• Cut paneer into 1.25cm / ½" thick slices. Then cut each slice into 2.5cm x 2 x 1.25cm thick pieces / 1 x ⅘" x ½" pieces – approximately!
  • Melt half the ghee or butter in a non-stick pan over medium-high heat.
  • Place half the paneer in the pan and cook for 1 – 1 1/2 minutes until golden. Turn, then cook the other side until golden.
  • Remove onto paper towel-lined plate. Repeat with remaining butter and paneer. Use per recipe.

Notes

1. Paneer – This is a fresh cheese used in Indian cooking. Even though nowadays you can buy it at stores, homemade is superior by a long shot. It’s softer, with a much more creamy texture (store-bought is hard and dry). It’s easy to make, it’s just milk curdled with lemon juice or vinegar, then strained. Recipe here.
2. Ghee is clarified butter, one of the traditional fats used in Indian cooking. It is simply butter without the water and milk solids, so you have pure butter fat. It has a more intense flavour than butter. Either buy it, make it (it’s easy and keeps for months) or just use normal butter!
3. Fenugreek seeds – Available at stores that carry a decent range of spices. I found it at Harris Farms (Australia). Also, of course, at Indian grocery stores! They are used whole in this recipe. Don’t worry they soften through cooking so you will not bite down on one and break a tooth!
4. How to peel tomatoes (easily) – Cut a cross in the base of the tomato and cut out a small circle from the stem end. Bring a saucepan of water to the boil, then put tomatoes in for 30 seconds. The skin will start curl away from the cut. Remove, put in bowl of cold water (just from the tap is fine). Then the skin will easily peel off. Scoop out watery seeds, then finely chop and use per recipe.
If you are in a hurry, you can use 3/4 cup of canned crushed tomato instead.
5. Green chilli – Use a large green chilli (cayenne) so it’s not too spicy.
6. Spinach – This recipe is best made using bunches of fresh true spinach, known as English Spinach.
You will need [5] large bunches weighing [1.5 kg] in total in order to get 700g/1.4lb of spinach leaves. Yes, that is a lot – but think of all the nutrition you’re getting in!
Pick off the leaves, weigh out 700g/1.4lb. Wash thoroughly (spinach leaves are notoriously dirty!. Then dry and chop.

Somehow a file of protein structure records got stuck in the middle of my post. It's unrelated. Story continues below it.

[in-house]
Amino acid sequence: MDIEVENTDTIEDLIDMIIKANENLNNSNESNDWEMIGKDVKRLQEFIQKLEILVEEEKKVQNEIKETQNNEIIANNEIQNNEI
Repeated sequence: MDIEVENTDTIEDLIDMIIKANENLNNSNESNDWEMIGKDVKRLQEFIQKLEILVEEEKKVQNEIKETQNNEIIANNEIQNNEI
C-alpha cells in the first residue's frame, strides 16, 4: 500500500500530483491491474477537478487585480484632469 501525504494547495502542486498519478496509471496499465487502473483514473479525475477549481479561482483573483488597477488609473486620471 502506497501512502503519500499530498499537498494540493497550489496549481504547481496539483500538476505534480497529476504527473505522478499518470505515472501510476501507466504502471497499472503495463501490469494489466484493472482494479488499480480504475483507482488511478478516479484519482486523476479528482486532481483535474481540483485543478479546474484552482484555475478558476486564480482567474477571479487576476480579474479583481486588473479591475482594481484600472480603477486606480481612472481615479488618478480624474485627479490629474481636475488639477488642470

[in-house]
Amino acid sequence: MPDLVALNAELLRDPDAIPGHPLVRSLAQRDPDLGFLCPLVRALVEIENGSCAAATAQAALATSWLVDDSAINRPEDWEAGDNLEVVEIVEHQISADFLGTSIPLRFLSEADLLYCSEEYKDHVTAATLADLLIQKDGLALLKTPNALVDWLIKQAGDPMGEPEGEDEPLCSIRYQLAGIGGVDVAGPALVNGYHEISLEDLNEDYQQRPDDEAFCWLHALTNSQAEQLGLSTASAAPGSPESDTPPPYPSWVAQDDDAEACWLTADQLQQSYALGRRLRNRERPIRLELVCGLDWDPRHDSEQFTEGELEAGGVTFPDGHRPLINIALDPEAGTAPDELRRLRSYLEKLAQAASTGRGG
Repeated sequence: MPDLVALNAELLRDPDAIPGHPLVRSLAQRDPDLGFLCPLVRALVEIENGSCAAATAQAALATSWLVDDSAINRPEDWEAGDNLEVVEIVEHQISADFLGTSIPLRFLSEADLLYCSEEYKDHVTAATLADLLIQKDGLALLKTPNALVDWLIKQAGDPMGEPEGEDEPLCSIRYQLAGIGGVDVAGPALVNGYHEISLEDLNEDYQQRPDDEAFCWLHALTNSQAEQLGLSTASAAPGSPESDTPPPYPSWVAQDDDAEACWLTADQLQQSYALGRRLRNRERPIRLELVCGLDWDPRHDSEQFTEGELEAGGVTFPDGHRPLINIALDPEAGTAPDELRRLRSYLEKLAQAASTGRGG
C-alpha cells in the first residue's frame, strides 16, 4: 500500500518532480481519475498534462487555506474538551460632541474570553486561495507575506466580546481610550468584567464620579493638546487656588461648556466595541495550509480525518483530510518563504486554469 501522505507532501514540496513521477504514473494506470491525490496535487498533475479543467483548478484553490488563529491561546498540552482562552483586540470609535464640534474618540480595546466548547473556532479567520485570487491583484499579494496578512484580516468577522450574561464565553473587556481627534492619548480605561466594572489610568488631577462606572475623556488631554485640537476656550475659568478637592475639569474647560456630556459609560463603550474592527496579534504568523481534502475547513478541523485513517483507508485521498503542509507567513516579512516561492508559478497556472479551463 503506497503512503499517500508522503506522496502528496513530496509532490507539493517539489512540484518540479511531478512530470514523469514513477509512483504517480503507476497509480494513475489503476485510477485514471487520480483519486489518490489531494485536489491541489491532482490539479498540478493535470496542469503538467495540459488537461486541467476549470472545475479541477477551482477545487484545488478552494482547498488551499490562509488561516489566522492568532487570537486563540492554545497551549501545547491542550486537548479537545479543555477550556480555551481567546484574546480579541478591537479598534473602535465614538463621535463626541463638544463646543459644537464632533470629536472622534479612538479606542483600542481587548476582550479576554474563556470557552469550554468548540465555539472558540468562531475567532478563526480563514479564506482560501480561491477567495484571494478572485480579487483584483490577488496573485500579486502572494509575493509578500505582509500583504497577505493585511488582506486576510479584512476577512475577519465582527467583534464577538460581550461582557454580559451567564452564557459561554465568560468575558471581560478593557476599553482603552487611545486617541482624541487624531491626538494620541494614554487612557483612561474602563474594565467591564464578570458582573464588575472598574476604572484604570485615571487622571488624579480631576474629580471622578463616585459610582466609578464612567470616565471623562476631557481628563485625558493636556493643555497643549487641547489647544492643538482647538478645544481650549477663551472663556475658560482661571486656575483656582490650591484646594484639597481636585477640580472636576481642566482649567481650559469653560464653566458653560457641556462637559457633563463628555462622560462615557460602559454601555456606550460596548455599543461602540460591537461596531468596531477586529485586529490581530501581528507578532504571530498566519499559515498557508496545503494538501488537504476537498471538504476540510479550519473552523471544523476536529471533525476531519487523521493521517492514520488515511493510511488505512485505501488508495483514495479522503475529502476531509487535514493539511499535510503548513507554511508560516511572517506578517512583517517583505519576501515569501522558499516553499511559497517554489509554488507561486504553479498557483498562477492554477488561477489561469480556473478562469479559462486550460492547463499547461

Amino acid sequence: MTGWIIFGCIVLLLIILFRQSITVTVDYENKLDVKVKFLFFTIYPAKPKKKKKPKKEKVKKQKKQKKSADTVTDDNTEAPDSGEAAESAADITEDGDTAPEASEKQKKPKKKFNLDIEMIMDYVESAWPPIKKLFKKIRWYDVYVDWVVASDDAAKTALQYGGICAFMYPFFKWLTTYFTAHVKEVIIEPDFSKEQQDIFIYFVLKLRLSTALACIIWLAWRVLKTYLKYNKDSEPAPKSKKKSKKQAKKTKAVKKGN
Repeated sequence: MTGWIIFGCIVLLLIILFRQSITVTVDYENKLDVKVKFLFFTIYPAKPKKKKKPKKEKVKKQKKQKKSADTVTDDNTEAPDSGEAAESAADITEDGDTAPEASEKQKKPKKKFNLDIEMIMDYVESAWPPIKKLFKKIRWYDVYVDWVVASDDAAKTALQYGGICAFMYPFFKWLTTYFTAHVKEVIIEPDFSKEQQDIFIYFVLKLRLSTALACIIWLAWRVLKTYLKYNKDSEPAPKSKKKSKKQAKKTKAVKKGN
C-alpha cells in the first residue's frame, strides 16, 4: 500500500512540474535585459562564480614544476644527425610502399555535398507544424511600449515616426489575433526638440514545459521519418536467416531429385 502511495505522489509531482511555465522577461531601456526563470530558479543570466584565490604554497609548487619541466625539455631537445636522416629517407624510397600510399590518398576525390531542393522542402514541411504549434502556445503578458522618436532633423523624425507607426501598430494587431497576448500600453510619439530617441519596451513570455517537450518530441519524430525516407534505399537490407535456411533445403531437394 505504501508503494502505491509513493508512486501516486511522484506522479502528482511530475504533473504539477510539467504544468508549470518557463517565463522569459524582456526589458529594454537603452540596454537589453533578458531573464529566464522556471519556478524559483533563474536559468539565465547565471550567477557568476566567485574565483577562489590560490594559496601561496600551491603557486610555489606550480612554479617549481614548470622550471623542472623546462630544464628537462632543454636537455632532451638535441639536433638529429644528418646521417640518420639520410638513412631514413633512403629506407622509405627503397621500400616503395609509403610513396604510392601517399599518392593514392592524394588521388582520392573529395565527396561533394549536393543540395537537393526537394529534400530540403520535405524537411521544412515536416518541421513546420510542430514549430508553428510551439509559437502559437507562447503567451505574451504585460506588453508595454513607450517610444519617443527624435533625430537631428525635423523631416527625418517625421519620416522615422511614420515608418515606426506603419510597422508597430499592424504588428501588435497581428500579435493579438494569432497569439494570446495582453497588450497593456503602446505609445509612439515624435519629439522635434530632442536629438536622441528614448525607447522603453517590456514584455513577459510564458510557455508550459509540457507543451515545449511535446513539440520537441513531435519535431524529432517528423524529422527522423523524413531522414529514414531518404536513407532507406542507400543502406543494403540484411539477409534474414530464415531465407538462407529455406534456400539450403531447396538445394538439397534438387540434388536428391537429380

Baby spinach – I tried it, it’s too delicate to work here. The spinach sauce just turns into a green smoothie, and it has no texture nor much flavour.
Frozen spinach – This works, but you end up with about 1/3 of the recipe quantity and have to account for flavour dilution! To achieve the same flavour as per written recipe, use 250g/8oz frozen spinach for the entire recipe (ie. in place of 700g/1.4lb of fresh spinach leaves). Add thawed frozen spinach in place of fresh spinach, including the excess water leeched by the thawed spinach, and only cook for 3 minutes. Proceed with recipe. See more in post about frozen spinach and why the batch size is so much smaller.
7. Pan-fried paneer – While you are welcome to use paneer that has not been pan-fried, you’ll find that raw paneer is a bit delicate and prone to crumbling when stirred into curries. Once pan-fried, it sets better so it’s not as delicate. Plus, that golden crust is so good!
8. Storage – This curry will keep for 4 to 5 days in the fridge, but the spice flavour does start to fade. It’s best consumed freshly made, or the next day.

Nutrition

Calories: 510cal | Carbohydrates: 27g | Protein: 16g | Fat: 39g | Saturated Fat: 24g | Trans Fat: 1g | Cholesterol: 127mg | Sodium: 647mg | Potassium: 1291mg | Fiber: 4g | Sugar: 20g | Vitamin A: 12854IU | Vitamin C: 43mg | Calcium: 548mg | Iron: 4mg

Life of Dozer

Wishing he was down there instead of up here…. (PS Is it just me or does his rump look rather large?? He’ll blame the camera. I’ll blame the Carrot Cake Cupcakes).

Dozer Mona Vale headland

The post Palak Paneer – Indian Spinach Curry with Cheese appeared first on RecipeTin Eats.

Source : Recipe Tin Eats More